Capitalism and the social source of mental distress

Iain Ferguson’s new book is a useful examination of the current worldwide mental health crisis, and a detailed history of the understanding of mental distress from Freud, to the anti-psychiatry movement of the 1960s and 1970s, to the psychiatrists’ handbook the DSM-5.

Ferguson writes, “simply stated, the central thesis of this book is that the economic and political system under which we live—capitalism—which is responsible for the enormously high levels of mental health problems we see in the world today. The corollary of this argument is that in a different kind of society, a society not based on exploitation of oppression, but on equality and democratic control—a socialist society—levels of mental distress would be far lower”.

Ferguson argues more specifically that neo-liberalism has dramatically increased levels of mental distress. This is the product of opening up all aspects of society to the market, from never ending tests for school children, to privatised aged care, creating a more atomized and individualized society.

He writes, “anxiety, which was barely recognized as a mental health condition 50 years ago, is perhaps the condition par excellence of neo-liberal capitalism”.

He argues for a historical approach to understanding mental distress, both in terms of how different societies recognise what constitutes mental distress, and for understanding why particular individuals become unwell.

Rejecting the idea that forms of mental distress are biologically programed or inevitable, he argues that they are a product of experiences and social interactions. These do not occur in a vacuum, he points out, but, “are structured by the dominant oppressions within society”.

Anxiety disorders, for example, occur more frequently amongst women than men, and poverty increases the risk of many mental health problems.

Mainstream psychiatry

Ferguson is rightly critical of the biomedical model of mental distress which has become dominant among medical psychiatrists today.

He asks, “Why then given this weak evidence for the biological causes of mental health issues and the effectiveness of drug treatments on the one hand and strong evidence for social factors on the other do drug interventions continue to be the main way in which society responds to mental distress?”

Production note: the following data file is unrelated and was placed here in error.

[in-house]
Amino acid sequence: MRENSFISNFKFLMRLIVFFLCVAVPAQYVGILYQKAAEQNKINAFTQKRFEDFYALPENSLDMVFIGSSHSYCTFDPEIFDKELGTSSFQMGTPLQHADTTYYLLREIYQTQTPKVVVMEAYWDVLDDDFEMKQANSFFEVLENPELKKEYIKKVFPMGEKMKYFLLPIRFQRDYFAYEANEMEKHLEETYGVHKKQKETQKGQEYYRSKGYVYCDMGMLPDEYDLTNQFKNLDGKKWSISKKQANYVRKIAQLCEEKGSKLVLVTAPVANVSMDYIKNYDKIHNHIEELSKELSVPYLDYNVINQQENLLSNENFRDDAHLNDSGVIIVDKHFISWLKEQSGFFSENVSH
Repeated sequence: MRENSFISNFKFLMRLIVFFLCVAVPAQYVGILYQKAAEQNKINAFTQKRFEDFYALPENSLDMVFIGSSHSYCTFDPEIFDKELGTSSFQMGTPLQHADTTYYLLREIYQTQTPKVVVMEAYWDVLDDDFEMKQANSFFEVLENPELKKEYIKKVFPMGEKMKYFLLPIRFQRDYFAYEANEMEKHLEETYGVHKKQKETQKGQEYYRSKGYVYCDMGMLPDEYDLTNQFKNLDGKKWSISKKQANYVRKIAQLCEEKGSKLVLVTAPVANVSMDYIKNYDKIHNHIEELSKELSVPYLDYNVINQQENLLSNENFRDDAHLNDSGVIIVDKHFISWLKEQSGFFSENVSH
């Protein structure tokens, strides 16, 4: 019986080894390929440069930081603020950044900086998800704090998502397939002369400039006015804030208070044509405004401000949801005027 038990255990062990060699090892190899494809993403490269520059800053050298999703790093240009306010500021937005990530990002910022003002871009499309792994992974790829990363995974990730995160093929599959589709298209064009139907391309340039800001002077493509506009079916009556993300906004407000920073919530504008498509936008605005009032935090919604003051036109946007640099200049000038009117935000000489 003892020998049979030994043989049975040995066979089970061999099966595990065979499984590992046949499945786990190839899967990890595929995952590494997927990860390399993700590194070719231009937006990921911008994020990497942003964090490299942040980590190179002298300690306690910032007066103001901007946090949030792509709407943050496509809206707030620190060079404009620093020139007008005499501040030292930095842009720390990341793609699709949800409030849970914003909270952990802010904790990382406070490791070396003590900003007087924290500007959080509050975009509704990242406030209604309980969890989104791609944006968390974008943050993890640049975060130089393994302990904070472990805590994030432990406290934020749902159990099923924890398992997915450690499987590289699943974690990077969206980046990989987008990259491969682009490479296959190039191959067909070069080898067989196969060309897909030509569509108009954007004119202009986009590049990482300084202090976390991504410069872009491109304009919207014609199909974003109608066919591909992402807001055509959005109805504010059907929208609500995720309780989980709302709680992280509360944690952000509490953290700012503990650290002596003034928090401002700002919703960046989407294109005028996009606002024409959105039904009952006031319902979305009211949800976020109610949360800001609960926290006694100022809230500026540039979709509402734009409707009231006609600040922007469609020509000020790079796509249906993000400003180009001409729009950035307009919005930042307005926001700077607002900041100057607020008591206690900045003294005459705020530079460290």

A large part of the answer is that it is driven by the profits of the pharmaceutical companies, who have an interest in promoting the sales of drug treatments.

But as he also stresses elsewhere, another part of the answer is the individualisation and depoliticisation of what are social problems. If psychiatry as a whole were to accept that mental distress had social causes, it would be driven to do something about it. Instead it accepts and ends up reinforcing neo-liberal capitalist ideology, and an individualist view of the roots of mental distress.

Ferguson is also rightly critical of the new field of “Mad studies” that often argues that difficulties experienced by mental health users lie primarily in psychiatry, rather than neo-liberal capitalism.

Ferguson argues that a majority of people experiencing mental distress never encounter a psychiatrist, so it is difficult to argue that their problems stem from “psychiatric oppression”. It is true that most mental distress has its roots in the material circumstances of neo-liberal capitalism (and the clash of these with what the system tells us to think). However psychiatry can play a role reinforcing the atomisation of neo-liberal capitalism.

What people with mental health problems do encounter are the ideas that mental distress is an individual problem—whether they see a psychiatrist or not—since these ideas dominate our society.

These ideas are reinforced by much of the psychiatric profession, and particularly captured in “the psychiatrists’ bible” the DSM-5. And the lack of services, or shame that prevents people from seeing a psychiatrist, are reinforced by the idea that mental distress is an individual problem.

Another feature of the neo-liberal era has been the weakening of trade unionism and collective resistance. Early in the book Ferguson quotes journalist Tim Adam’s comments on a conference on workplace stress:

“It was tempting to think that the frontline of labor disputes had shifted from picket lines to worry lines and that collective grievances had become individual psychological battles; in the 1980s an average of 7,213,000 working days were lost to strikes, that number fell to between 647,000 between 2010 and 2015. Meanwhile the days lost to stress-related illness went exponentially in the other direction”.

Ferguson argues to fight to defend the services we currently have, while simultaneously demanding the less medicalised services, and greater acknowledgment of the social causes of mental distress, which users have been demanding for decades.

Ultimately he argues for struggle for a different sort of society, and that the struggle itself shifting back from “worry lines to picket lines” can play a role in making us well.

By Chris Breen

Politics of the mind: Marxism and mental distress
By Iain Ferguson, Bookmarks, $20


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